May Day is an international event bringing together workers in solidarity - a day to express that a just and better world is possible. But this May Day, our Singapore employment is in dire straits. Economic indicators are negative while job insecurity and unemployment are serious probems.
"Give workers and their families back their right to a decent living"
May Day is an international event bringing together workers in solidarity - a day to express that a just and better world is possible. But this May Day, our Singapore employment is in dire straits. Economic indicators are negative while job insecurity and unemployment are serious probems. Wages are going down and purchasing power is lower even as they toil longer hours. It is worse for women as they are paid lower then male counterparts on the same job. The plight is much worse for migrant domestic workers many are increasingly abused and paid miserly.
Think Centre makes the following 6-point recommendations to the Singapore government, employers, trade unions and all workers:
1. Think Centre calls Singaporeans to uphold the principles of treating each other with respect and dignity, and to contribute constructively to the communities in need, especially the new poor, unemployed and SARS victim and their families.
2. Think Centre urges to stop all forms of discrimination towards all workers especially, migrant domestic workers, health care workers, women workers, and migrant workers who are fearlessly working alongside singaporean workers.
3. As in the case for all Singaporean workers, Think Centre asks for migrant workers, especailly the domestic workers, to be granted rights to a fair and decent wage, annual leave, holiday, social security, and recognition of their human dignity.
4. The Government of Singapore should continue to do more to provide economic relief to victims and families of the unemployed. SARS victims and their families shoud be paid a reasonable amount of compensation. Residents who are enable to pay their utility bills for water and electricity should be assisted and not punished as water and electricity are basic means for a decent living. The government should ensure residents have access to the basic needs of decent living.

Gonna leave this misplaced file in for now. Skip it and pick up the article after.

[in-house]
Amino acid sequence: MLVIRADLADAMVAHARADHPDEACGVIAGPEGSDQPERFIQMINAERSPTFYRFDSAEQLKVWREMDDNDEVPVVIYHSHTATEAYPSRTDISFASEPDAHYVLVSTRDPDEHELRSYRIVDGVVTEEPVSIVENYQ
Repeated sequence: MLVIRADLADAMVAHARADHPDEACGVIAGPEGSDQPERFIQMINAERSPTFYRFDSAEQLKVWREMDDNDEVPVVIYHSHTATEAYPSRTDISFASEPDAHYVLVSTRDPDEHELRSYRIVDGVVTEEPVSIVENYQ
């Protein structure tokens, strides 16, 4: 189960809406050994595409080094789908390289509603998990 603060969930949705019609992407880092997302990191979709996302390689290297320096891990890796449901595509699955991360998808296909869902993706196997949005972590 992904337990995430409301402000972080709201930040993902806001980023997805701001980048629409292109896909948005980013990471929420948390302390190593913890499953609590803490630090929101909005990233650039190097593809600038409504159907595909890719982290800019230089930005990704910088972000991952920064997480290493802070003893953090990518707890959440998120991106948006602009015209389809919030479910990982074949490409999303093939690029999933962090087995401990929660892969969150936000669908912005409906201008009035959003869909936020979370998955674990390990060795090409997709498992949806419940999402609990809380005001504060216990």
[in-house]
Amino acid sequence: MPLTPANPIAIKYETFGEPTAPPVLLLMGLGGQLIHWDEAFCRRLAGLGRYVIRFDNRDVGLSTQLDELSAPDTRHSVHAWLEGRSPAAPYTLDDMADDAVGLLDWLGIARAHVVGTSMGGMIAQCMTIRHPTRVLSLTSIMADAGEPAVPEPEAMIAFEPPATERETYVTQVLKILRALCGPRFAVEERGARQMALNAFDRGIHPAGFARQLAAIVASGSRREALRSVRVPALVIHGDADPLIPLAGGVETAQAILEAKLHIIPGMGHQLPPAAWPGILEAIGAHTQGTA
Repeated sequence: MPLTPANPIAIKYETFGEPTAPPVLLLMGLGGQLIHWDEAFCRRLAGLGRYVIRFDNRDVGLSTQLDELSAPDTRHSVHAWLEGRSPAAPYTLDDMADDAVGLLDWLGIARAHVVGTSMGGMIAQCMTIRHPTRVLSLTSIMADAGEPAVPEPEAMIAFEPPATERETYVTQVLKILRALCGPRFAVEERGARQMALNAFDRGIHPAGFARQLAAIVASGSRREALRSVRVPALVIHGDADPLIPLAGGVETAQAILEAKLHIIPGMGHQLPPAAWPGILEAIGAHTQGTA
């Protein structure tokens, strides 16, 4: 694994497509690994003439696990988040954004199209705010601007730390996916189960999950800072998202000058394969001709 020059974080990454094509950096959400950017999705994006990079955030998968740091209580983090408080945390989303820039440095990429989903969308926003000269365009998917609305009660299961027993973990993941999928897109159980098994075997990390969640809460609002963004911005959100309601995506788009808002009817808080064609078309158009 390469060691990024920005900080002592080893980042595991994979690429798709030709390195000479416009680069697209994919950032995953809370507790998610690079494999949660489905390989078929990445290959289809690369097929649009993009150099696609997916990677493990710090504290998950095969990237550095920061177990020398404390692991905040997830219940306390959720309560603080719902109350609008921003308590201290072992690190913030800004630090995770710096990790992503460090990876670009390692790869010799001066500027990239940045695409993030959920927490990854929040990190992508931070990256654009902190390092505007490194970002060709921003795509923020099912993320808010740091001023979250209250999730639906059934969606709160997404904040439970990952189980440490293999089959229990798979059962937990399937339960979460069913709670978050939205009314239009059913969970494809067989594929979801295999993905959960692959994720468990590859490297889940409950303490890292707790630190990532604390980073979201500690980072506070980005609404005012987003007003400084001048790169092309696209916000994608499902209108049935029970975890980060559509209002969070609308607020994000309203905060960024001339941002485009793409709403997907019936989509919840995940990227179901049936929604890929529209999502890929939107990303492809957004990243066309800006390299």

5. Singapore should adopt pro-needy policies to secure decent work in conditions of freedom, security and human dignity. The government should provide more support for the growth of small and medium-sized enterprises and their coverage by a social security system, as well as continue to focus on education, skill training and health-care to improve the ability of workers to be employable.
6. Think Centre recommends the governemnt to update its labour legislation in:
6.1. Introducing a 40-hour work week and a minimum wage policy;
6.2. Strengthening the labour law to protect against discrimination of older workers, gender, race and religion, physical disabilities and foreign domestic workers;
6.3. Supporting retrenched and unemployed workers through a national insurance scheme for a reasonable living that will provide them access to housing, healthcare, retraining and other essentials for a decent human life;
6.4. Removing/Improving policies that are unjust, unfair and discriminative to workers such as :
6.4.1. overtime work as requested by employees so companies need not pay double for work on rest days;
6.4.2. salaries from overtime work being deducted for food and housing;
6.4.3. employees working 11 hours (shift work) daily for 30 days are allowed only 1 rest day per month for the first year in service industry;
6.4.4. foreign workers refusing to sign their terms of contract have to pay their own return tickets home and the company liquidated damages of around S$1,000;
6.4.5. prior permission for work permit holders to marry locals. Instead those with relevant skills and who have worked in Singapore for 4 years should be free to marry locals;
6.4.6. limitations on the power of the Registrar of Trade Unions to refuse or cancel registration, which could be used to obstruct the establishment of a trade union or impose a single union structure.
30 April 2003